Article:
1983 – Scarface

I hate Scarface. I find it an ugly, ugly film about ugly, ugly people. I hate the fact that a cult seems to have risen up around it that states that everything that I deplore about the film and about the lives of the people in it is somehow worthy of applause. That a life based upon the life of the unrepentant, misogynistic, racist little shit at the centre of the film is somehow worthy. I find the violence stomach churning, often because it’s so excessive that it again has gone towards creating the cult that surrounds the film. Despite all of this it’s a film that I return to again and again because it’s probably one of the most interesting films from that period. Scarface may not be a pleasant film to watch, but in the same way as we find ourselves drawn to looking at the car crash at the side of the road it draws us in.

Written by a then on form Oliver Stone, and directed as if it was the last film he’d ever get the chance to do another film by Brian DePalma, Scarface probably has more to say about the decade it was made in than many other more worthy films. There’s the dissection of corporate culture (and drugs are shown to be as corporate a culture as the stock market) that Stone would return to with Wall Street, along with the excessive comment on screen violence of his later Natural Born Killers (a film that I still have a lot of time for), with more directness than either of them. It deals with issues of race and the American dream far better than any of the pro-Reagan films of the time, whilst still not either condoning nor praising the administration. DePalma still got the chance to shoot the film the way he wanted before the studios took him and tried to create a mainstream audience for his excess (I maintain he was better when he was trying to out-Hitchcock Hitchcock than when he was playing it straight), and the over the top direction is perfectly in keeping with a story as excessive as this. At the time the film was called a remake, these days it would be a bold re-imagining.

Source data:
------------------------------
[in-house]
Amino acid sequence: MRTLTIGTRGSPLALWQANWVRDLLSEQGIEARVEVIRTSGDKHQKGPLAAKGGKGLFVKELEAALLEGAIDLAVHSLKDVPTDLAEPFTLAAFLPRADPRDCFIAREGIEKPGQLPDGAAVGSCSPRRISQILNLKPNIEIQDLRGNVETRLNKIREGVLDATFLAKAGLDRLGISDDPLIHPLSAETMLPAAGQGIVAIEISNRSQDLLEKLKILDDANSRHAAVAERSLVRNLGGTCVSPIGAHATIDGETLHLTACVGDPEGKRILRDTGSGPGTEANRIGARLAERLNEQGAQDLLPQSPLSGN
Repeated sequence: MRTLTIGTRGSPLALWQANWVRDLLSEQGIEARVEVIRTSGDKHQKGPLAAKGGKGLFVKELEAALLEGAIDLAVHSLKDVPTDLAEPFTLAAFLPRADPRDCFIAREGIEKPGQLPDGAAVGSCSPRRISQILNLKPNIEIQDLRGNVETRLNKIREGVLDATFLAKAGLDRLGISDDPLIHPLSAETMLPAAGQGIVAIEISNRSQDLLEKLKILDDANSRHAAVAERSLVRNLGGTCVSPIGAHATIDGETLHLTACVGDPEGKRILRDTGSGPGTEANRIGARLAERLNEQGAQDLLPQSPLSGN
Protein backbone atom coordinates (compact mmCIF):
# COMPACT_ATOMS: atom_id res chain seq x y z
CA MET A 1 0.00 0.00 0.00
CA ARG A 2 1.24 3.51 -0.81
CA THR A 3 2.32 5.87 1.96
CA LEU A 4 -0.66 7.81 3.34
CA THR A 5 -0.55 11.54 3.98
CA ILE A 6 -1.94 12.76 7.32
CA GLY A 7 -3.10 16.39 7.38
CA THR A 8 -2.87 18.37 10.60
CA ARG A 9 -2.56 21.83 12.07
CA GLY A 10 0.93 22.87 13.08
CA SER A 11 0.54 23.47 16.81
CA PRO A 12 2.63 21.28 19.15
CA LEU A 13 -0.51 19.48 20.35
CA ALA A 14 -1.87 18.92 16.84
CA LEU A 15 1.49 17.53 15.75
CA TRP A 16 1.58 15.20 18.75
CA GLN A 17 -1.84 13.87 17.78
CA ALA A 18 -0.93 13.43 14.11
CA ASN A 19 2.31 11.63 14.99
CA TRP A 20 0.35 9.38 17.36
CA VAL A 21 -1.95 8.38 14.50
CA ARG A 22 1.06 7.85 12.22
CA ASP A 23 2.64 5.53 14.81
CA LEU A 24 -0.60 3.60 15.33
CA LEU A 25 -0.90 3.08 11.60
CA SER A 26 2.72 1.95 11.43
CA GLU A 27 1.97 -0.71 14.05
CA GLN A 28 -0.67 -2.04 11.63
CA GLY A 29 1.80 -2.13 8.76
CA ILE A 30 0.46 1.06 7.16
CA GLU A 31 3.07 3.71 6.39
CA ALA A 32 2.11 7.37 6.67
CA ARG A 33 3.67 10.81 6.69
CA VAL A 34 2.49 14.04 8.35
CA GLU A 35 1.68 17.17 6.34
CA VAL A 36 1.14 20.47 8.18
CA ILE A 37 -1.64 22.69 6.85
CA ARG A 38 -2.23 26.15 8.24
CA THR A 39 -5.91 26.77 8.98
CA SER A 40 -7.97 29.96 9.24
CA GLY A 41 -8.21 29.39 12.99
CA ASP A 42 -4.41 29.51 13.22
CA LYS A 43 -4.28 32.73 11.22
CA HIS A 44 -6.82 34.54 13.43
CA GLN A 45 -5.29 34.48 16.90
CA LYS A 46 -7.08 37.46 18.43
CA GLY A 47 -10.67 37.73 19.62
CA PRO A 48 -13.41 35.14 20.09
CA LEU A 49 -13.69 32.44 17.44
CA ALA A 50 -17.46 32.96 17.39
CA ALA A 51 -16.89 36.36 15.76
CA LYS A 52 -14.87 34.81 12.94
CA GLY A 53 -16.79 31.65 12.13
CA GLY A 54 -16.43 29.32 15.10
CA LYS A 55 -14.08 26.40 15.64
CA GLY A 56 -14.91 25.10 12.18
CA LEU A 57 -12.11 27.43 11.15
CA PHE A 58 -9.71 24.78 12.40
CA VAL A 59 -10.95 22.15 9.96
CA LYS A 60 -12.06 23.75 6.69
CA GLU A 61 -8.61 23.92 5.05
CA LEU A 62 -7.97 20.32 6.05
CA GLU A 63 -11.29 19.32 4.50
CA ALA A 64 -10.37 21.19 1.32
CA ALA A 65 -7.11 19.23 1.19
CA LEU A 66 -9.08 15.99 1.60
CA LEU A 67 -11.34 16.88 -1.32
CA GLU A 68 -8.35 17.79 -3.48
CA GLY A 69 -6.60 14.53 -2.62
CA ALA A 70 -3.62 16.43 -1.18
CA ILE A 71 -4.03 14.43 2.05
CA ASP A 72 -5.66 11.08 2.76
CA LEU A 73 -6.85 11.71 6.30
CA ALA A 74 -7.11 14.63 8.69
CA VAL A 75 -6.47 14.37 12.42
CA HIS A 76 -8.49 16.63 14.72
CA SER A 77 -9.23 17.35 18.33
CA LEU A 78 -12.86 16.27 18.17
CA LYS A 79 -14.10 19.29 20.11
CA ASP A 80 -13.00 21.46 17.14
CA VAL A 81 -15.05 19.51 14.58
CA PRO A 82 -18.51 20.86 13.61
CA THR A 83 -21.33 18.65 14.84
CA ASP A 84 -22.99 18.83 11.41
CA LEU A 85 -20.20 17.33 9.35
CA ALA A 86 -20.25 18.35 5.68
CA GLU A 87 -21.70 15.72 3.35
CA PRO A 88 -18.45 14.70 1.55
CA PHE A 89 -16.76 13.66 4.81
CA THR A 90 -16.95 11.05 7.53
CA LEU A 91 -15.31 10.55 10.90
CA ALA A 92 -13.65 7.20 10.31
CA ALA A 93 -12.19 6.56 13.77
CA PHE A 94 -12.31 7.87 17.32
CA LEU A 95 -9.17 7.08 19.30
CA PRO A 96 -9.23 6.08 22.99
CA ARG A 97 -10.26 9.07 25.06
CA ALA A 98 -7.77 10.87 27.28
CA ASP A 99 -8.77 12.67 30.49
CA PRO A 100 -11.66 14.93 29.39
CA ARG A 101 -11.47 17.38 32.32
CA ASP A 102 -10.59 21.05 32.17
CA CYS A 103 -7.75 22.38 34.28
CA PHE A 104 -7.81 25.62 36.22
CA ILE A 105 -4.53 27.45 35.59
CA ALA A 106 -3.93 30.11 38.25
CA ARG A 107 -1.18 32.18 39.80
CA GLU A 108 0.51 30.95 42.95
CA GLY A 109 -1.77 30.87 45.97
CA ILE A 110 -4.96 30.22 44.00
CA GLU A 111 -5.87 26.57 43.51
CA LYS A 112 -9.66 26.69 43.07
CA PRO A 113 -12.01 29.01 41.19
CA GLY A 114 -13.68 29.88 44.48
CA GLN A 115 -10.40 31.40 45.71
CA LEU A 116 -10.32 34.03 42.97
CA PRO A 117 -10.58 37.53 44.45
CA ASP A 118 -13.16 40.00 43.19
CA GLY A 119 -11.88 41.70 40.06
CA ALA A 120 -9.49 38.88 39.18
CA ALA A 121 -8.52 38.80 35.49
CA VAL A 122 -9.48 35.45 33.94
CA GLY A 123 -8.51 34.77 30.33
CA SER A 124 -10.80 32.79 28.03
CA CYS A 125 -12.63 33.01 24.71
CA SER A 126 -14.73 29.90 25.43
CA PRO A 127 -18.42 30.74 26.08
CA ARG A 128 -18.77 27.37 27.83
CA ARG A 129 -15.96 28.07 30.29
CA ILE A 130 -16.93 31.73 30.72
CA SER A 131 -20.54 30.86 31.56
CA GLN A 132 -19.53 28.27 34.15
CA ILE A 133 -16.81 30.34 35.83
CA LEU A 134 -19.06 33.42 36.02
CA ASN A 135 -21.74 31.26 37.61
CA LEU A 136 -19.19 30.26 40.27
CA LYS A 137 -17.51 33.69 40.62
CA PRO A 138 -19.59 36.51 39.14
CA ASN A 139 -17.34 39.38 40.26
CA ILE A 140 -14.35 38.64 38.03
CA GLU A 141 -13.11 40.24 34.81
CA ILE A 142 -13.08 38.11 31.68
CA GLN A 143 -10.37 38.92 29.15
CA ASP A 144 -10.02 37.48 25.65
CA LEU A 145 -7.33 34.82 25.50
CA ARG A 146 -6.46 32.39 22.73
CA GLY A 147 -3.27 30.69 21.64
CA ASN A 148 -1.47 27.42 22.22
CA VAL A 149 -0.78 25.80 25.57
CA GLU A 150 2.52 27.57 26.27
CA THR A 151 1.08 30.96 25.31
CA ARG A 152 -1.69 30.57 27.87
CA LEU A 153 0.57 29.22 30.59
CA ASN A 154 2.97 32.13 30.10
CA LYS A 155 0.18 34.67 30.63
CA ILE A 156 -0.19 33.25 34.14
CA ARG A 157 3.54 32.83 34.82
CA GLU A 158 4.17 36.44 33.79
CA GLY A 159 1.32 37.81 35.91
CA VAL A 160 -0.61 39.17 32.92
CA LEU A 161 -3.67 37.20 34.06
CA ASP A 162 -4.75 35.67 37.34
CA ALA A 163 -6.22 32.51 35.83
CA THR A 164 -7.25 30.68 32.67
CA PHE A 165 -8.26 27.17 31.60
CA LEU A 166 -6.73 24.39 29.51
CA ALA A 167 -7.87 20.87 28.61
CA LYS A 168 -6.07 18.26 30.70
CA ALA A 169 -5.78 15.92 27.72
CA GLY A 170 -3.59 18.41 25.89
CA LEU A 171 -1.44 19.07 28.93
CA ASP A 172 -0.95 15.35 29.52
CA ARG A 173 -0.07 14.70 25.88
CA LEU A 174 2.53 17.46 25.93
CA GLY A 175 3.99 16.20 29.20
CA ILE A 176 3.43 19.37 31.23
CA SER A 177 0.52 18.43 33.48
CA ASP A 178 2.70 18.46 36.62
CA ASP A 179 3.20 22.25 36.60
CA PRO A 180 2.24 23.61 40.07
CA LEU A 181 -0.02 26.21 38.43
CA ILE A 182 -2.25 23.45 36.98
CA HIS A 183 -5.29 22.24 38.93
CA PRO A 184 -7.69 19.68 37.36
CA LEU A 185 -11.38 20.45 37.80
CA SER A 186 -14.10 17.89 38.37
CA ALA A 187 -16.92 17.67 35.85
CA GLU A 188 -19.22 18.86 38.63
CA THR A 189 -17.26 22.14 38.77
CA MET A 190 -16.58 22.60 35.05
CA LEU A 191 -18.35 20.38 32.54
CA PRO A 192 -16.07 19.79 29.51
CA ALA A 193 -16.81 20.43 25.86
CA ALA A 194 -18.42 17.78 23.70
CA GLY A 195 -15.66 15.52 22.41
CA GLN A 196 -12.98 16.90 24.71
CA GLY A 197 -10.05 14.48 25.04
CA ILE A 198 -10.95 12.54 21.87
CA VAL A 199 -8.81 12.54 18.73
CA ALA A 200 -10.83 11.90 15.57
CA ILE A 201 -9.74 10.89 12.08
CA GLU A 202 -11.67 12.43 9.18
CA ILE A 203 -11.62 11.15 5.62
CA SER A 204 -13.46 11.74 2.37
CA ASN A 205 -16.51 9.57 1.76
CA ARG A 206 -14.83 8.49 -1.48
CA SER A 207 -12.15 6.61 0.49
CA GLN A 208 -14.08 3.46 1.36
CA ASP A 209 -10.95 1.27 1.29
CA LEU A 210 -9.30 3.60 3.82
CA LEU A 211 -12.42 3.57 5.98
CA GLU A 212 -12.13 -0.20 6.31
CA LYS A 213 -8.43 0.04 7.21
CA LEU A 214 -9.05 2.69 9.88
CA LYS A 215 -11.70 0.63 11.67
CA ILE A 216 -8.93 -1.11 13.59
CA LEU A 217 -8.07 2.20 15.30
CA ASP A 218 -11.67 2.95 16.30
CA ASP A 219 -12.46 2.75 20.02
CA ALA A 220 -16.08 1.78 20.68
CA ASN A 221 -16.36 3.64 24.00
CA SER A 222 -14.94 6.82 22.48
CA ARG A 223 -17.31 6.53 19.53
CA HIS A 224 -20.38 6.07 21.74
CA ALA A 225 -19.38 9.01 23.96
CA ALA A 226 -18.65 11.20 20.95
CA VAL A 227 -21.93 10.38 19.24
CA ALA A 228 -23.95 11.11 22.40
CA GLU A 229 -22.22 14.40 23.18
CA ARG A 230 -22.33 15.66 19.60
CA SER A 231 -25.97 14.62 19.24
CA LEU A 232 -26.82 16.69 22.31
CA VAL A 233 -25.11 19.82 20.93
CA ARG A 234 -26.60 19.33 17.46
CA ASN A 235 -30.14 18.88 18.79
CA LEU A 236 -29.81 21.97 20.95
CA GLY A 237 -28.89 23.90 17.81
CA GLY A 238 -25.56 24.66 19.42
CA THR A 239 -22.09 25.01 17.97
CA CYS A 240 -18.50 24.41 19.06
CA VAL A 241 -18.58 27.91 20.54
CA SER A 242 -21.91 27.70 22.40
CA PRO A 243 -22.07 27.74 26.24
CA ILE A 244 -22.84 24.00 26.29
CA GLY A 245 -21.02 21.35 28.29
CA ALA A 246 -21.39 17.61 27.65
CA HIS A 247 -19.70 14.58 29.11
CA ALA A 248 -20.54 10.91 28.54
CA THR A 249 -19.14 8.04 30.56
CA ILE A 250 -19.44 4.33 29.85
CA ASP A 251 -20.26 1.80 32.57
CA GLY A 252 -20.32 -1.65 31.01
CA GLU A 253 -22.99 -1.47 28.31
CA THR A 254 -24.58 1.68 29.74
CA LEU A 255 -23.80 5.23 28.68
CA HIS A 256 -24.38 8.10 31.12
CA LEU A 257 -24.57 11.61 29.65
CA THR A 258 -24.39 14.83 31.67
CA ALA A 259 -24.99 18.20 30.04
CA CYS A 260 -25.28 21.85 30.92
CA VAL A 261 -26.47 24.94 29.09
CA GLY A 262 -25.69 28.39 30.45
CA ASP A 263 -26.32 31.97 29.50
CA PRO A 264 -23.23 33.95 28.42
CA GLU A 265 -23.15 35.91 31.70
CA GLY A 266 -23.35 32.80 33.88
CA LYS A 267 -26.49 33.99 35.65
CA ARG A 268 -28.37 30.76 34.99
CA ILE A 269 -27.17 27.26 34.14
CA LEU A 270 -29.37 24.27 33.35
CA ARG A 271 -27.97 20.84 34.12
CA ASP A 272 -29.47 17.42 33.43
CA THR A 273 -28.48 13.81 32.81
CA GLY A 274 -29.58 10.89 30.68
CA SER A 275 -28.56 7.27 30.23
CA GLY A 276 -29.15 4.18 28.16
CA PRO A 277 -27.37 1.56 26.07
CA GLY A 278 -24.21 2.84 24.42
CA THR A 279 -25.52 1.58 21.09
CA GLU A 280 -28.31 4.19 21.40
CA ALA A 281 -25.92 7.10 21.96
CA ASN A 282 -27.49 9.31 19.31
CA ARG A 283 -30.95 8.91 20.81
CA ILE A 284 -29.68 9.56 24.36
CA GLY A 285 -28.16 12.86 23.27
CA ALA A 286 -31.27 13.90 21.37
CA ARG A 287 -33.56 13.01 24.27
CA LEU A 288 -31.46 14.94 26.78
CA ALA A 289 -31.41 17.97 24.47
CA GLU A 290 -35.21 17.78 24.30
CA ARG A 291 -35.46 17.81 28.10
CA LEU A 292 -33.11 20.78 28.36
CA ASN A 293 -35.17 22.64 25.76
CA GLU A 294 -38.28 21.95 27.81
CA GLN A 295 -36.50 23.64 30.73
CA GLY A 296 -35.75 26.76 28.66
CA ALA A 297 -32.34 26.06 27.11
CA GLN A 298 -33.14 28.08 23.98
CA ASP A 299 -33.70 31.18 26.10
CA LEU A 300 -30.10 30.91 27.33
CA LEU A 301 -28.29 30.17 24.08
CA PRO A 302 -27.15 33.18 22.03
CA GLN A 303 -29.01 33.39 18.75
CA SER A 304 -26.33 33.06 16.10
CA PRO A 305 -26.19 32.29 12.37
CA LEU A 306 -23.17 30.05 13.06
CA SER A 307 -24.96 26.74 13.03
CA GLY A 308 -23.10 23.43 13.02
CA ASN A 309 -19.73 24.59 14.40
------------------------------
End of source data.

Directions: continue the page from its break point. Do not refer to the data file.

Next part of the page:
A unique aspect of the film is that there isn’t a single likeable character that we’re introduced to (the journalist doesn’t count, we never meet him as a character, but that’s your lot). A film has to work pretty hard to make l Pacino and Michelle Pfieffer unattractive, but somehow this film manages to wring every last drop of venom from them and the rest of the cast. No matter how (physically) attractive they attempt to make themselves (and this is a film as much about the trappings of wealth as it is the acquisition of it) their inherent inner ugliness is always there on the surface. It isn’t even the case that they’re all falling into the “Magnificent Bastard” territory, they’re just repulsive examples of humanity and unworthy of our sympathy.